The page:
The first episode filmed for two days in black-and-white and in front of a live studio audience, to mimic sitcom filming in the 1950s.[2][110] A 4:3 aspect ratio is also used for the black-and-white scenes,[78] and Shakman enjoyed experimenting with the aspect ratio based on the narrative.[97] Scenes set outside the Hex used the 2:40:1 cinematic ratio of many MCU films.[148] Shakman wanted to ensure that the sitcom elements never felt like a parody and were as authentic as possible,[65]: 50  since they were a reality that Maximoff created to escape from her grief and were real to her.[100] Hall used Arri Alexa 4K HDR cameras for the whole series,[148] to create a coherent look for the story,[149] and to make it easier to switch between different sitcom decades without needing to change the camera setup;[125] era-specific touches such as period-appropriate camera lenses, lighting, and live special effects were used to differentiate the period settings.[2] Hall used 47 different camera lenses for the seven time periods covered in WandaVision, many of which were modern lenses custom modified to keep characteristics of the period lenses.[66]: 6  The custom period-appropriate lenses were used on the first three episodes and the fifth, while Hall used the Ultra Panatar lenses that had been used on Infinity War and Endgame for all of the scenes set outside the Hex reality.[148] Tungsten lights were mainly used for the 1950s to the 1970s episodes since those were the lights of the era, with LED lighting used starting in the 2000s episodes which is when those began to be used for real sitcoms.[66]: 6  Shakman used lenses, lighting, and sound design inspired by The Twilight Zone to change the mood for moments when something goes wrong with Maximoff's illusion.[150]

Location shooting took place in the Atlanta metropolitan area throughout December 2019 and February 2020.[151][152] A filming wrap party for the series occurred on March 1,[153] ahead of a planned four-week hiatus,[65]: 50 [154]: 1:07  but all production halted on March 14 due to the COVID-19 pandemic.[155] Filming resumed in Los Angeles in September 2020 with rigorous COVID-19 safety protocols in place,[65]: 50  to complete required backlot and outdoor filming.[97][156] Olsen found it hard resuming production after being isolated during the shutdown, while Bettany disliked that the safety protocols meant the actors had to return to their trailers when not filming, which he felt removed much of the camaraderie between the cast and crew.[154]: 1:29-2:23  External filming for Westview took place on Blondie Street at the Warner Bros. Ranch in Burbank, California, where past sitcoms had also been filmed. Shakman felt the Blondie Street backlot had "that weird sense of fakeness" that no real-life street could replicate.[2] Filming for the Westview town square was originally planned for the Universal Studios Lot near Blondie Street, but this could not happen due to scheduling and the pandemic so filming for those scenes instead took place at the Golden Oak Ranch.[157][158] Production on the series wrapped by mid-November,[159] with Olsen shooting back-to-back with Doctor Strange in the Multiverse of Madness.[160]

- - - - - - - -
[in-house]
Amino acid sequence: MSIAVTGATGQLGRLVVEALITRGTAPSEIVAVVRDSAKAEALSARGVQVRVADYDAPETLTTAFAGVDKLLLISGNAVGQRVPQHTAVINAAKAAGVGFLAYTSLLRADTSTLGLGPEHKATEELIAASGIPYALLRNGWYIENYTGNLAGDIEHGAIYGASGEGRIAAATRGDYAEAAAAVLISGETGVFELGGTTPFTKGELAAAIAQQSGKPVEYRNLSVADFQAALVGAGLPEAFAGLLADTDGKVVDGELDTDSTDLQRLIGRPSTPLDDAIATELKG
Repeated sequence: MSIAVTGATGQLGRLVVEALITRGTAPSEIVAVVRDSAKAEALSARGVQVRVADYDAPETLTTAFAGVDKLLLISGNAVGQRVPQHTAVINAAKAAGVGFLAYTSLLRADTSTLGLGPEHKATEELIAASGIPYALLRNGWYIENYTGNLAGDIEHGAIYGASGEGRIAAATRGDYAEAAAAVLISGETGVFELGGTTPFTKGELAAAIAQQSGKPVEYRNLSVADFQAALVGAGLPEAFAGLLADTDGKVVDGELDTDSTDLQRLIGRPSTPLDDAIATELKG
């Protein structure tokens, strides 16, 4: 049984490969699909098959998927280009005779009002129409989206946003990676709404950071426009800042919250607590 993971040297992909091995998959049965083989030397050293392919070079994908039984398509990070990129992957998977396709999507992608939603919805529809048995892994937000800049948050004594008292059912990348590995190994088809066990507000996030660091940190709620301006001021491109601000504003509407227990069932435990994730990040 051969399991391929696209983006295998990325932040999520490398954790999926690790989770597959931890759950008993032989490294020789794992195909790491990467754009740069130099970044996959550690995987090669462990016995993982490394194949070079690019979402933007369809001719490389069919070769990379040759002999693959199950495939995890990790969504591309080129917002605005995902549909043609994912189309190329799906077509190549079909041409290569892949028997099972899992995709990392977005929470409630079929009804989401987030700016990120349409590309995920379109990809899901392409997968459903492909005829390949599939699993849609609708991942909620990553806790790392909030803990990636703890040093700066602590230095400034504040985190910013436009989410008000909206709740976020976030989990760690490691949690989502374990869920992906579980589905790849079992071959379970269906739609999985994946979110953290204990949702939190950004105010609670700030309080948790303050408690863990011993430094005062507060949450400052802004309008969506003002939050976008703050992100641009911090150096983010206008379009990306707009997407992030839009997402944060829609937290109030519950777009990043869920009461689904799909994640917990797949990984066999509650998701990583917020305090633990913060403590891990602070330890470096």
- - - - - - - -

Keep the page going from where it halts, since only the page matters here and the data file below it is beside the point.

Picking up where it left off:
Editing

When the production shut down due to the pandemic, Marvel took around a month to figure out the logistics of remote work. Post-production then continued on existing footage,[161] which informed Shakman of how to approach a few things differently once filming began again,[10]: 34  though the series was not creatively altered by this.[27] Post-production continued after filming resumed, and Shakman said working on every step of the process at once felt "schizophrenic".[10]: 34  Tim Roche, Zene Baker, and Nona Khodai served as editors for the series,[66]: 20 [162] and each brought different experience to the project: Baker previously edited Thor: Ragnarok; Khodai previously worked on the superhero series The Boys; and Roche came from a background editing comedy series with no visual effects. The editors agreed to treat the series like an MCU film since they knew Marvel Studios would not "resort to [standard television series] money-saving tactics for a show like this", and Baker said editing the series was no different from editing Ragnarok.[161]